What the siege of Namur was to Tristram Shandy’s Uncle Toby, so the Battle of Roncevaux was to my San Francisco housemate, Victor. I have no idea how he became obsessed with it. But he was obsessed: somewhere in the course of his studies—Victor was a historian, his specialty, the theological basis of the conflict between Christianity and Islam—Roncevaux had got lodged in his head like a bullet.
It represented, he said, everything that was wrong about the way people thought of history, the way people constructed histories without any regard for the facts. The substance of his grievance, in short, was this: ever since the Song of Roland, people had been talking about the Battle of Roncevaux as a great clash between the French and Moorish armies—as a determining moment in the history of wars between East and West, a sort of prequel to the Crusades. But in fact, Victor pointed out, again and again, to us, i.e., to me and Alex, our third housemate, there were no Arabs involved in the Battle of Roncevaux! No Moors! If you had been present at the battle, you would not have seen even a single turban, possibly! Although, Victor allowed, because the battle took place at dusk, you might not have noticed your enemies’ headgear.
Anyway. The point was this. Charlemagne, having invaded northern Spain at the invitation of at least two Arab groups, the Abassids who had just come to power in Baghdad, and some rebel Omayyads in Andalusia, was on his way back to France with gold and hostages. He stopped at the Christian city of Pamplona, peopled by Basques. For some reason the Pamplonans wouldn’t let him in, so Charlemagne sacked the city and slaughtered as many of its inhabitants as he had time to slaughter. Then he kept going. The Basques, meanwhile, regrouped; they gathered in the mountains above Roncevaux, or perhaps not Roncevaux but a place nearby which the Romans had once called by that name. At nightfall they fell on the French rearguard. Many knights were slain: not only Roland, but also Eginhard, and Anselmus, and maybe Arnulf also, I forget. The Basques took the gold and set the hostages free. That was the Battle of Roncevaux. Charlemagne was outraged, and he wanted to return to Pamplona and sack it a second time, but he had no opportunity: the Saxons were revolting in Saxony and crushing them was more important. He let the Basques be. Many generals have made the same decision with regard to the Basques.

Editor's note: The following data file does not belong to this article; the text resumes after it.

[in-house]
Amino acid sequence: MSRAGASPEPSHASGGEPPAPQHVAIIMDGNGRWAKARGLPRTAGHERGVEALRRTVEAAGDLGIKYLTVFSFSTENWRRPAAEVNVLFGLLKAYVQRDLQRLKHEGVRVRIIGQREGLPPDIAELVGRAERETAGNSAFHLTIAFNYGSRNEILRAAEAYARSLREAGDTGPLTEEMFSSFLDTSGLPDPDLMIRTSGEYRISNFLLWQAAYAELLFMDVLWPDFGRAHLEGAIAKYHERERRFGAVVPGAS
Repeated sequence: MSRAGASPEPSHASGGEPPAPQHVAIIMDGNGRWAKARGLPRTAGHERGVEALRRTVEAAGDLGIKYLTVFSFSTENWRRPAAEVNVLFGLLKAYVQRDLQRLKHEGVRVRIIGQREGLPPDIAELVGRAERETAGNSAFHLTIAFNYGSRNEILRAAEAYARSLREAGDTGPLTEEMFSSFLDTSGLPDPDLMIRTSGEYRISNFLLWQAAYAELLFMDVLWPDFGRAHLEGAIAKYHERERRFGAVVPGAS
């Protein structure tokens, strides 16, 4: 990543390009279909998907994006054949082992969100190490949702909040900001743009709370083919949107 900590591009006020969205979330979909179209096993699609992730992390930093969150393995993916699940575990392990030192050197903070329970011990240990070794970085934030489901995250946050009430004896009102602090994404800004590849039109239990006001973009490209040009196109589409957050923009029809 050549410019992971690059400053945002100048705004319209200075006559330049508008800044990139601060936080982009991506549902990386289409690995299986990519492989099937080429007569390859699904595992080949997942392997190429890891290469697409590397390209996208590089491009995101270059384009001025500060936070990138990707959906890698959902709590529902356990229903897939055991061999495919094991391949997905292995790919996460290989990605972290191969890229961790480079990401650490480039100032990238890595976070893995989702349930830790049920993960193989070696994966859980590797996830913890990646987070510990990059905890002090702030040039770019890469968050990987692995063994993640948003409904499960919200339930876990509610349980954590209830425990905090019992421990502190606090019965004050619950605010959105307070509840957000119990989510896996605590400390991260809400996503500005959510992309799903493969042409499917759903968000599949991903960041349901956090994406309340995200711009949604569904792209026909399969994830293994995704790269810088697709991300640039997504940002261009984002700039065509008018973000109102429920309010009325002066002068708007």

“All right,” Victor said, “there was perfidy on both sides, let us agree, Charlemagne was an enormous prick and the Basques were skulky and possibly traitors, but, but, where do you see the Moors in this? Nowhere! That was a later fiction, invented possibly by Archbishop Turpinus, an Englishman, in order to provide a justification for the First Crusade, which reached Jerusalem in 1099, and began a bloody give-and-take that has lasted to this day! The intifada! The so-called Middle East peace process! All because,” Victor said, wiping his mouth, “of some Basques, and a total disregard for historical truth.”
Where Victor had found his fierce sympathy for the Basques I don’t know. His family were Jews from Petersburg. “Here,” he said, “I will show you, as a lesson in historical truth, how it really was.” He took a pencil and began scribbling on the pad we kept next to the telephone. (Imagine us—I forgot to say this—in the kitchen of the apartment on Sixteenth Street. We are sitting at a round brown Formica-topped table. Victor has a cigarette in his left hand, which he holds out the window so the smoke won’t bother Alex.) “Here is the main French army, they have already turned northwest towards Puerto de Ibañeta, they are descending. The Basques, now, gather here, at the church, and here, on the Monte Menditxuri. The sun is behind them. When it has set, around eighty fifty-one p.m., they descend, here…”
Alex says something about how Victor is hung up on the dream of complete historical knowledge, which is just as much a fantasy in its own way as the great clash of Moors and Frenchmen at Roncevaux. “A dream? Alex, I know you are poststructuralist…” Many of Victor’s comments to Alex began this way. “But surely you do not believe that there is no truth? You do not believe that if people say these were Moors, then they were Moors? Because, my friend, these were not Moors, coming down the mountainside stealthily at nine or nine-fifteen p.m. on the night of August 15, 778 of the common era. These were Basques!” At which point Alex and I say in chorus, “Be quiet, Victor!”